Thursday, October 19, 2017

US vs UK (Part two) Entry-level engines

We take a look at entry-level engines that's offered in UK vs US to see who gets the better engine choices.

Mercedes-Benz E-Class (W213) Estate, 2017.jpg

Mercedes E-class
E200D SE (UK) 2-liter (turbo-diesel) 150hp ($44,019)
E300 (US) 2-liter turbo 241hp ($52,150)

We would gladly choose the 2-liter turbo-diesel offered in Europe with an AMG package. You get everything you love about the E-class with the running costs and the range of a small hatchback. It kind of sucks when you think about it, we associate luxury with engine size. If it doesn't get from zero to sixty quicker than a VW Golf then it's clearly not luxurious! (Sigh!)

2014 Audi A6 (4G MY14) 2.0 TFSI S line sedan (2015-08-02) 01.jpg

Audi A6
SE Executive (UK) 2-liter (turbo-diesel) 187hp ($42,334)
Premium (US) 2-liter turbo 252hp ($47,600)

We really do miss the TDI engine options that we used to get here, but due to the emissions scandal we won't be seeing them anymore here. This is also quite interesting that both the A6 in UK and here are evenly kitted but the engine is what makes ours more expensive at $5,266. How many of you would pick the diesel over the gasoline engine? We certainly would.

BMW 523d Luxury (G30) by Japan specification.jpg

BMW 5-series
520d SE (UK) 2-liter (turbo-diesel) 188hp ($46,695)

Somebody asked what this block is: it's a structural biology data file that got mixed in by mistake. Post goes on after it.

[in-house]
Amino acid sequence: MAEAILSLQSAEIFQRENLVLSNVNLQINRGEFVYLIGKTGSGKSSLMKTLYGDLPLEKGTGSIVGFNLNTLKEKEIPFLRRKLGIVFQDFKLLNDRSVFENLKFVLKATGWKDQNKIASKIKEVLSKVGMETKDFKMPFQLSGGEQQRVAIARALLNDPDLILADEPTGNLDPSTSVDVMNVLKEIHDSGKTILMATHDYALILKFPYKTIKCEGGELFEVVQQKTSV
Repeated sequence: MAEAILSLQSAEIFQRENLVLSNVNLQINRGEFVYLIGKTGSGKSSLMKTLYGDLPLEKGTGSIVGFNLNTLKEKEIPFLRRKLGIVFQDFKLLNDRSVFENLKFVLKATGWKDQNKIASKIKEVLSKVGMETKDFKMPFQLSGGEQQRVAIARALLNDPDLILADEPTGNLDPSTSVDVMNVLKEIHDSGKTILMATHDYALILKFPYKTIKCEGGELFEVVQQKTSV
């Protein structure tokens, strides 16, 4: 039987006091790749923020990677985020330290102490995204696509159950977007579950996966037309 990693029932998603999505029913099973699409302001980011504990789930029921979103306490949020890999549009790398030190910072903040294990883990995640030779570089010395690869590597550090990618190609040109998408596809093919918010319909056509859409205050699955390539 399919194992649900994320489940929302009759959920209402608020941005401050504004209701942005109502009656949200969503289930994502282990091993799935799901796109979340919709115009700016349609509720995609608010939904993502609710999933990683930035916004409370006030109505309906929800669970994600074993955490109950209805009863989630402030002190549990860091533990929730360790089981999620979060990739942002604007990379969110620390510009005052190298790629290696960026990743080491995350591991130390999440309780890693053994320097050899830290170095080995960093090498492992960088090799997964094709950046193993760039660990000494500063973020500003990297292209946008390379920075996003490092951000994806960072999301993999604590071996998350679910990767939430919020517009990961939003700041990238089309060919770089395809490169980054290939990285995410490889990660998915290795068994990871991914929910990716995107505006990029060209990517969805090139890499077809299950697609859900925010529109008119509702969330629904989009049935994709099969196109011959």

530i (US) 2-liter turbo 248hp ($51,400)

The previous generation of the 5-series used to come with a silky smooth 3-liter turbo-diesel which we loved. Sadly, it hasn't made it in the newest generation yet. The 3-series diesel has the same engine but with 8hp less and we love it despite the diesel clatter at idle. It would be nice to see this engine offered here in the US as luxury shouldn't be all about size and horsepower figures.

2012 Lexus GS 250 (GRL11R) Luxury sedan (2015-08-07) 01.jpg

Lexus GS
GS 300h Executive Edition (UK) 2.5-liter 181hp ($46,192)
GS Turbo (US) 2-liter turbo 241hp ($46,310)

We aren't huge fans of hybrids and well to be frank, the hybrid offered in the UK version of the GS can stay there. It took us by surprise that Lexus even offered a turbo four-cylinder in the first place. The GS hybrid makes more sense as a company car buy and for anyone who drives tons of miles in the city and some on the highway. You'll have to do tons of driving to make up for what you paid for it in the hybrid premium. The turbo is way better, trust us on this one!

Volvo S90.png

Volvo S90
Momentum D4 Automatic (UK) 2-liter (turbo-diesel) 187hp ($43,395)
T5 FWD (US) 2-liter turbo 250hp ($48,100)

We have yet to see a diesel Volvo sold here. It would be an interesting alternative to the T5 and the fact that it has nearly 300lb-ft torque means that it has tons of low-end torque. You can't really complain about the torque figures especially considering that most who will buy the S90 won't drive it like hooligans anyway. Low running costs and sexy Swede styling. Volvo would have a real winner on its hands.

Jaguar XF (X260) 1999cc diesel registered November 2015.JPG

Jaguar XF
Prestige (UK) 2-liter (turbo-diesel) 163hp ($41,635)
XF 25t (US) 2-liter turbo 247hp ($47,775)

We do get a 2-liter turbo-diesel here with 180hp but it is almost $6k more expensive than this entry-level diesel offered in the UK. Manual gearboxes aren't as common as they used to be in the US and it is a little sad too because we would be getting so many efficient and intelligent engines here. We do have a weird perception on luxury and well horsepower isn't everything. This XF is clear proof.

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